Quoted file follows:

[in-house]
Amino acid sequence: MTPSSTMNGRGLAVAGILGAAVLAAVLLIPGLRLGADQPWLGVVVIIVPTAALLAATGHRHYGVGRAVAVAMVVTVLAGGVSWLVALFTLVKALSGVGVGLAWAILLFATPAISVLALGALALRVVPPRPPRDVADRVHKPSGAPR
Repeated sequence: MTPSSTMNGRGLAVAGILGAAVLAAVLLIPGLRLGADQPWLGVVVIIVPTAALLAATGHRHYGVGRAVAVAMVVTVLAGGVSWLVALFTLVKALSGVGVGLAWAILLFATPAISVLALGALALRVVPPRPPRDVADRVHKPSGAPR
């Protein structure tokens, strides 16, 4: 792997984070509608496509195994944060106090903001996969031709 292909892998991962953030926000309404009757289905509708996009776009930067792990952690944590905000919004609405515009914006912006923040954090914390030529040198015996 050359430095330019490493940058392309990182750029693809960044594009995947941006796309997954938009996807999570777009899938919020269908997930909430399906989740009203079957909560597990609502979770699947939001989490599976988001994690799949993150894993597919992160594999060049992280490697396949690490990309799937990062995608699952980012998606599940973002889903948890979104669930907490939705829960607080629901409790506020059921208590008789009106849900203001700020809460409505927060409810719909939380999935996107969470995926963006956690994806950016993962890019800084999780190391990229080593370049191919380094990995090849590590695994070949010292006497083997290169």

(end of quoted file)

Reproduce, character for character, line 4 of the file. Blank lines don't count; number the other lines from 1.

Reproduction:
């Protein structure tokens, strides 16, 4: 792997984070509608496509195994944060106090903001996969031709 292909892998991962953030926000309404009757289905509708996009776009930067792990952690944590905000919004609405515009914006912006923040954090914390030529040198015996 050359430095330019490493940058392309990182750029693809960044594009995947941006796309997954938009996807999570777009899938919020269908997930909430399906989740009203079957909560597990609502979770699947939001989490599976988001994690799949993150894993597919992160594999060049992280490697396949690490990309799937990062995608699952980012998606599940973002889903948890979104669930907490939705829960607080629901409790506020059921208590008789009106849900203001700020809460409505927060409810719909939380999935996107969470995926963006956690994806950016993962890019800084999780190391990229080593370049191919380094990995090849590590695994070949010292006497083997290169």